Skip to main content

The Globe and Mail

When earnings growth is scarce, expect to pay dearly for it

Ten companies are generating 90 per cent of the S&P 500's earnings growth, highlighting the most important trend for investors today – earnings scarcity.

As the global economy slows down, the number of companies with positive earnings growth is shrinking. It's not a surprise, therefore, that in this environment, 10 mature large-cap companies – Western Digital, General Electric, Citigroup, IBM, JP Morgan, Wells Fargo, Goldman Sachs, AIG, Bank of America and Apple – account for 88 per cent of S&P 500 earnings growth in 2012 (according to Morgan Stanley Research).

It is a fact, albeit a counterintuitive one, that periods of slow growth are characterized by rising price-to-earnings ratios for the major equity benchmarks. How can this be? The smaller the number of companies capable of producing higher profits, the higher the price (in terms of valuations) the market will be willing to pay for them.

Story continues below advertisement

The best way of illustrating the phenomenon is by comparing the relative performance of the equal-weighted S&P 500 index and the usual market cap weighted benchmark (see chart at left). In the equal-weighted index, the performance of small-cap stocks has the same effect on overall benchmark performance as giants like Apple and Exxon Mobil do. When the majority of companies' profits are growing, the jump in the stock prices of smaller companies sends the equal-weighted index well above the market cap-weighted benchmark.

The most recent period where market performance was concentrated in a limited number of companies occurred from 1997 to 2000, before the dot-com bust. As the chart illustrates, investor assets moved away from sectors where earnings were not growing – i.e. most of them – and moved to technology, media and telecom stocks, where outsized profit growth was apparent. The result was that outperformance of the market-cap-weighted S&P 500 and an average price earnings level for the S&P 500 that skyrocketed to 30 times by early 2000.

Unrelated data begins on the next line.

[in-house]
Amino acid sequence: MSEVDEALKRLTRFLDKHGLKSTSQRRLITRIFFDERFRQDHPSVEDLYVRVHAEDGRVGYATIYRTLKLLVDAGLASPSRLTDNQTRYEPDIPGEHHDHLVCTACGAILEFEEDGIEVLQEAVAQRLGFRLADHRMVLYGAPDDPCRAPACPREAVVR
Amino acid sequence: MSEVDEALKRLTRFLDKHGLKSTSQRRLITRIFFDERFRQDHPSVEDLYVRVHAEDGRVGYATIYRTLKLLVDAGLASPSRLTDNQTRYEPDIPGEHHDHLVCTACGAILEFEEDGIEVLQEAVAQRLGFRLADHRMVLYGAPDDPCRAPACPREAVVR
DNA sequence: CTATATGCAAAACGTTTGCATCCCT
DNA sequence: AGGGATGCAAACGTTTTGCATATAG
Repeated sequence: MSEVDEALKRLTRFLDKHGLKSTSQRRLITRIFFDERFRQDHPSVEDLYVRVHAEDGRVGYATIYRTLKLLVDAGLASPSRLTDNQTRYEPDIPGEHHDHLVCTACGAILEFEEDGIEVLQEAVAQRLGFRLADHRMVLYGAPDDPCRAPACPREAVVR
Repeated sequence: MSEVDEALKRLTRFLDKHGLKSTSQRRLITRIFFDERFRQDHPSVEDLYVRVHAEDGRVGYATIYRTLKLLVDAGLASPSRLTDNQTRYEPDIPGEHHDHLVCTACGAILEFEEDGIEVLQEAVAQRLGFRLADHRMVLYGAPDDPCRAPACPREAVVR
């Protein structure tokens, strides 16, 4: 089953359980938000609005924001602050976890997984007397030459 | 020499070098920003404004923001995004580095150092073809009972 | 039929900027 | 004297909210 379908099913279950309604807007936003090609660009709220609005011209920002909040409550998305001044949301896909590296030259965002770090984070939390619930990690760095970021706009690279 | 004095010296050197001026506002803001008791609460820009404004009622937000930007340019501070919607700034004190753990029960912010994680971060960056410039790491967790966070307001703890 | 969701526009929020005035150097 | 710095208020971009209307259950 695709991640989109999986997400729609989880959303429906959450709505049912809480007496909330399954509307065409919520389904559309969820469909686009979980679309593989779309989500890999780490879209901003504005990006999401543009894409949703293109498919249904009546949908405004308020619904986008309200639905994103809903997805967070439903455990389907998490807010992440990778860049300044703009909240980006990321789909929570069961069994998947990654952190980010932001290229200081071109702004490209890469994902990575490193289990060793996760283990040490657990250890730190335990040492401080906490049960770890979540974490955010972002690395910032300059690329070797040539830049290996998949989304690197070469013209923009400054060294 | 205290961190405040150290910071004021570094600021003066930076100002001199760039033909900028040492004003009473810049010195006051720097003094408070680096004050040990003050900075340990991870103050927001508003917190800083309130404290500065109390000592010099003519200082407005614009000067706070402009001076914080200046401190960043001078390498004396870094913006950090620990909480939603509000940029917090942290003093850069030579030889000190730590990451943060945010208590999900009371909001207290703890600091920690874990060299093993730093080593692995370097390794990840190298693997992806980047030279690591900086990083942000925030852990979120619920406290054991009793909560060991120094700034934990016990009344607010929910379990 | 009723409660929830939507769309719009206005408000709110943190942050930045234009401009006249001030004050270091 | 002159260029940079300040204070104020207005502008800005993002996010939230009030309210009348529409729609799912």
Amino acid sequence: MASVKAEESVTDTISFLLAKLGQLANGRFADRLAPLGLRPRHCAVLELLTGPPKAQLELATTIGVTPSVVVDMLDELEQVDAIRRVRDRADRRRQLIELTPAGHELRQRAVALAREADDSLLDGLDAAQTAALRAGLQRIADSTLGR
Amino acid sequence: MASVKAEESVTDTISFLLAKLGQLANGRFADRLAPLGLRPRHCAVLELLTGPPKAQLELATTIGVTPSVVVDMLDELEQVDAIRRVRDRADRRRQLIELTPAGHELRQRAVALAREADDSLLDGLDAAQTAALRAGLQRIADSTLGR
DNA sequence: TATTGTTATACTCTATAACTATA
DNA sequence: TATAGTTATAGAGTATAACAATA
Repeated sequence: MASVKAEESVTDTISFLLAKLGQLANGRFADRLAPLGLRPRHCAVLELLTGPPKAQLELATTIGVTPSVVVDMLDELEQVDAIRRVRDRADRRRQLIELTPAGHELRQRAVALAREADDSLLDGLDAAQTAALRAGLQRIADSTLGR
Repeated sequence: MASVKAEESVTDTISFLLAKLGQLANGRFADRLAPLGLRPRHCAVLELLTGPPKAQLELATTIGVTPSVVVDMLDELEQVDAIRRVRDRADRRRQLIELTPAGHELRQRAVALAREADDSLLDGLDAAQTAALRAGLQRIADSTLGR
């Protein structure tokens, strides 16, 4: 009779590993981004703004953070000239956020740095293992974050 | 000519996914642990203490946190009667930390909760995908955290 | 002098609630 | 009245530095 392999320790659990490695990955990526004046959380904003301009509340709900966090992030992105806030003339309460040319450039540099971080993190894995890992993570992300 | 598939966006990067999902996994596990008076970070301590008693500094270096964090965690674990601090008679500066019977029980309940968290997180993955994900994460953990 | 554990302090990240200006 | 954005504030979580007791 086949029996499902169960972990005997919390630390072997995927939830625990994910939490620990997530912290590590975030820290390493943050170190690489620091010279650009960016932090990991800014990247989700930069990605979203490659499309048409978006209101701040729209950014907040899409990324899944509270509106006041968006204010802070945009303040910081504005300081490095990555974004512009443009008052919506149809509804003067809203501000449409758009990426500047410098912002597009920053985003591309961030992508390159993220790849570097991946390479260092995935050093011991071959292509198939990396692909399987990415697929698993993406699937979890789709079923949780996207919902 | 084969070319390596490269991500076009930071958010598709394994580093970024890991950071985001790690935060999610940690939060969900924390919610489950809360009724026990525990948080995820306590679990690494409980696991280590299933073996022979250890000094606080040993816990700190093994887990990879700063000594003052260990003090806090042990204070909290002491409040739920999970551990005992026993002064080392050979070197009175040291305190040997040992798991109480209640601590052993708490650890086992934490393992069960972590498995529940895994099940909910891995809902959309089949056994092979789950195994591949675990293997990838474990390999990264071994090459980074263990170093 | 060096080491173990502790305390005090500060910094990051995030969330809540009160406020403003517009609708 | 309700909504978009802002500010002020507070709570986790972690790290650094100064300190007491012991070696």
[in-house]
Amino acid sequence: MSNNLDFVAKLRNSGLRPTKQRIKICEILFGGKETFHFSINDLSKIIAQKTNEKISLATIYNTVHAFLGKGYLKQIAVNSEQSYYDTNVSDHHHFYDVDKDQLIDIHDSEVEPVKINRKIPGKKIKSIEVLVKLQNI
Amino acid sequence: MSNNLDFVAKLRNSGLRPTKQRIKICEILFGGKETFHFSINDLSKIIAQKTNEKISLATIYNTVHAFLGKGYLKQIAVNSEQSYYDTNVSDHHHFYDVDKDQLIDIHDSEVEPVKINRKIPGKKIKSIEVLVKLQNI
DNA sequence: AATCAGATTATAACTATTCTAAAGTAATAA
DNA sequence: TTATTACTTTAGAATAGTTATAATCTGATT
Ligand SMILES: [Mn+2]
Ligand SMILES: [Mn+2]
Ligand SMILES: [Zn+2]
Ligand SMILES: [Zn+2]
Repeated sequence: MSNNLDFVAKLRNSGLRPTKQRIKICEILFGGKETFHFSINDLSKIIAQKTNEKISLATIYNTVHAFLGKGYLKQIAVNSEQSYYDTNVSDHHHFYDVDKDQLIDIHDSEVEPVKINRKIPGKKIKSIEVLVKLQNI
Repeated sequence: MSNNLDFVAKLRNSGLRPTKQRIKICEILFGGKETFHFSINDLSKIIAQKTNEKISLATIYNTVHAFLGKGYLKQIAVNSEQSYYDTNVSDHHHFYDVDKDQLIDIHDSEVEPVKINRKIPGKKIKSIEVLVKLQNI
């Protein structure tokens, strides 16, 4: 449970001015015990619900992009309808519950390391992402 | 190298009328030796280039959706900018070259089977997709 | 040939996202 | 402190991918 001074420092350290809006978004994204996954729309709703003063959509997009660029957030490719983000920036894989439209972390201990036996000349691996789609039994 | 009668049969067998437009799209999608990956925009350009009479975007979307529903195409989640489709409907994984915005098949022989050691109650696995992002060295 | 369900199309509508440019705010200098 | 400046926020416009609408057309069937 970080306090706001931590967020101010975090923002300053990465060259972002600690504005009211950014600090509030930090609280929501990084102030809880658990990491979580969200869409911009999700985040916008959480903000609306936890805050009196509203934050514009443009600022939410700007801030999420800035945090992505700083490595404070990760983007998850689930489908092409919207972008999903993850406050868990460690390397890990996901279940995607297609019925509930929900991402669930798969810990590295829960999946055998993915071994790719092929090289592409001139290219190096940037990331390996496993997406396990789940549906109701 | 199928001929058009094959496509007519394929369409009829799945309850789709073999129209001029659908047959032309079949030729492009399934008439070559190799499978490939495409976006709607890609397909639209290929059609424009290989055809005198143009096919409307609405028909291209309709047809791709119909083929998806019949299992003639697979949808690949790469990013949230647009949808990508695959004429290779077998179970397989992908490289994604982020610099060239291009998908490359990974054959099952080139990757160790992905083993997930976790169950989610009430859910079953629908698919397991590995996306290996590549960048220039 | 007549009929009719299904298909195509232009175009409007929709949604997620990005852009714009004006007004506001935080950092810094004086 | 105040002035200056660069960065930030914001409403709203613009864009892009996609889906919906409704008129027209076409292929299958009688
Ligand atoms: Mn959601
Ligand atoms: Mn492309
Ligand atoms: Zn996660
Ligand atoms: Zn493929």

Multiple expansion is not yet visible in the S&P 500 but the drastically declining number of stocks driving earnings growth suggests that a similar process to the tech bubble is under way. As long as the global economic backdrop remains sluggish, positive equity performance should become concentrated in the few sectors where companies can generate profit growth. Price-to-earnings levels and stock prices for these companies will expand, likely dramatically, as more and more investors pile in.

The trend is just beginning, but eventually a market like this will be uncomfortable for many investors, particularly those inclined towards value strategies. Expensive stocks with high P/E multiples will outperform for far longer than most expect – though not, of course, forever.

Report an error Licensing Options
About the Author
Market Strategist

Scott Barlow is The Globe's in-house market strategist. He is a 20-year veteran of Canadian investment banks, including Merrill Lynch Canada, CIBC Wood Gundy and Macquarie Private Wealth (MPW). He was a highly ranked mutual fund analyst for 10 years and then, most recently, the head of a financial adviser support team at MPW. More

Comments

The Globe invites you to share your views. Please stay on topic and be respectful to everyone. For more information on our commenting policies and how our community-based moderation works, please read our Community Guidelines and our Terms and Conditions.

We’ve made some technical updates to our commenting software. If you are experiencing any issues posting comments, simply log out and log back in.

Discussion loading… ✨